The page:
SAIPAN—The yawning emptiness of the ruins of La Fiesta Mall in San Roque village remains a constant attraction to locals and tourists who pass by.
The halls that once reverberated with music, laughter and activities now stretches emptily, dumped with piles of broken glass, steel bars and a hundred other debris—remnants of what was once a flourishing mall that teemed with life and economic activity.
Pick your way among the debris-filled hallways and find traces of the once-largest shopping and entertainment center in the Marianas—peeling paint, shards of broken glass from the shattered windows, dangling plywood from the cracked ceilings, protruding electrical wires from the walls and relics of the past.
Cloaked under the shadows when darkness falls, the abandoned buildings take on a different stance and everything starts to spell ‘creepy.’
Somehow, in the deepening darkness and deafening silence, it was hard to imagine that just a few years back the place bustled and throbbed with life.
La Fiesta Mall opened in April 26, 1993 and became home to over 40 designers boutiques, stores, movie theaters, restaurants and concert hall occupying three floors. It was the biggest mall in the Marianas during its time and was a popular destination for everyone especially during weekends where various activities were held to draw more locals and tourists. The Mall was the venue for Halloween events, Easter egg hunts, concerts, art shows, dance competitions—name it and it was there.
Japan Air Lines which owns Nikko Hotel sold the Mall it to a Japanese firm based on Guam in 2002. Northern Marianas College bought a portion of the mall in 2003 with plans to expand but NMC cancelled due to the CNMI’s economic instability.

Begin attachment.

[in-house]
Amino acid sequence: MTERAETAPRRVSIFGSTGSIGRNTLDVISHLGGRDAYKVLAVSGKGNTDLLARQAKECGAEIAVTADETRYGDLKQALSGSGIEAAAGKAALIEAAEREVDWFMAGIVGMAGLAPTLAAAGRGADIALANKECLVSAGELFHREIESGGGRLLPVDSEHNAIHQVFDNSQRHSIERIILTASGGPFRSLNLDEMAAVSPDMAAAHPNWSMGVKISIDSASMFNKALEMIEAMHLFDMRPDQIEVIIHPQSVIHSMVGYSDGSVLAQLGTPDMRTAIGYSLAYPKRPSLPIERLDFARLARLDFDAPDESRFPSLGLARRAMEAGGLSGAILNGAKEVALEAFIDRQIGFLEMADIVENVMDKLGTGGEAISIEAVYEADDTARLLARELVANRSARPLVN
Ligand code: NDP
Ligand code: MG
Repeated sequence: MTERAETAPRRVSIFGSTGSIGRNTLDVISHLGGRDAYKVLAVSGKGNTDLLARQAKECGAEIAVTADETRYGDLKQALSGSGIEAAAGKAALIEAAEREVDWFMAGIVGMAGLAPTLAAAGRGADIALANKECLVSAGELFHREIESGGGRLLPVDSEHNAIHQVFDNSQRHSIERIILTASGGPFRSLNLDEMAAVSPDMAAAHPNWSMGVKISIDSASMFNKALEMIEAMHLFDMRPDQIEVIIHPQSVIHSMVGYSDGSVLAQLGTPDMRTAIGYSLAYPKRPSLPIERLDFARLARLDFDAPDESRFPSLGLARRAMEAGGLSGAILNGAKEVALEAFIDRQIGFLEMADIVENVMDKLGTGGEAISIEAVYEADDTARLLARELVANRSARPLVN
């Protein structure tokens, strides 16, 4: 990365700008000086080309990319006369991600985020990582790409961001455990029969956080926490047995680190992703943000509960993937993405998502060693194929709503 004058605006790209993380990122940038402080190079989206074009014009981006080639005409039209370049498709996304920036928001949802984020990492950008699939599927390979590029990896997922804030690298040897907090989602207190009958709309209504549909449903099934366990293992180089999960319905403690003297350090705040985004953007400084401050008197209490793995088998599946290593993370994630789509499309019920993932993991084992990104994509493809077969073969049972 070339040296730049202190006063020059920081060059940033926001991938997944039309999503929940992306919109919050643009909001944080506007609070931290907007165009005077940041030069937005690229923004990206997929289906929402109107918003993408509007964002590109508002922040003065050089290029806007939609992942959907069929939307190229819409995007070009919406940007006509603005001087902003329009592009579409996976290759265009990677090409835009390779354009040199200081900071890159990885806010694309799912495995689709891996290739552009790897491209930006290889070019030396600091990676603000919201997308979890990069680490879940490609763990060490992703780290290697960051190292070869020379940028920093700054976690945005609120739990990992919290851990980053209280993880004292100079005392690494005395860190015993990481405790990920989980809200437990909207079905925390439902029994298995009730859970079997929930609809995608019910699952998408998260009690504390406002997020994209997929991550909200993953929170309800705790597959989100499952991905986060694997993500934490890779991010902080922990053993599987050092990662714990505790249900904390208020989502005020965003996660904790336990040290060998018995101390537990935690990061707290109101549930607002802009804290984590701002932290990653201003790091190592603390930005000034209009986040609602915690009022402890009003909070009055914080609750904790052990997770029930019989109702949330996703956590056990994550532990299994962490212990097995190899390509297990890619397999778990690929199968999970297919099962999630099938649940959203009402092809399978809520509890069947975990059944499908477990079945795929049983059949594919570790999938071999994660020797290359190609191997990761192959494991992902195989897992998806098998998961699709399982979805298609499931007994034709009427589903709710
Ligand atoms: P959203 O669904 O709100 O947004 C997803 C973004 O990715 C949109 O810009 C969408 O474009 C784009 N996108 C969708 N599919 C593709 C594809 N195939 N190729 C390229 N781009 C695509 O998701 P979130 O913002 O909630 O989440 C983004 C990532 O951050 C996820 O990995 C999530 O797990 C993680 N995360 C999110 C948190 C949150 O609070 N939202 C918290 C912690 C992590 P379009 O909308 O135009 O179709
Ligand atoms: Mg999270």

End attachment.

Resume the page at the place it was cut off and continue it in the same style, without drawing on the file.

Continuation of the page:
When JAL pulled out of Saipan in 2005, tourism which is the island’s prime economic engine plummeted and never recovered.
Store began closing one after another for lack of customers, bringing significant financial loses despite efforts like marking down a lot of their items. Restaurants followed suit, downsizing operations and reducing working hours at first until they were left with no option but close shop. La Fiesta finally closed its doors in May 2004.
The Mall’s ruins now never fails to attract locals and tourists to explore the ruins, until late in January 2012 when a missing female bartender’s body was found at one of the buildings but still, every now and then, a few brave souls would still venture out but rarely at night.
On Sundays, a part of the mall is used by the Saipan Tactical Airsoft group for their shooting exercises.
Today, La Fiesta Mall is owned by the CNMI government and remains abandoned. Plans have been made and proposals have been presented to turn the mall into an entertainment district, government offices and a string of other possibilities but plans remain just that, plans. No action has been made yet.
Unless some investor steps forward, or the government tears the whole place down, the ruins of La Fiesta Mall will continue to be a silent testimony of Saipan’s heydays. If the walls could talk, imagine the stories they have to tell!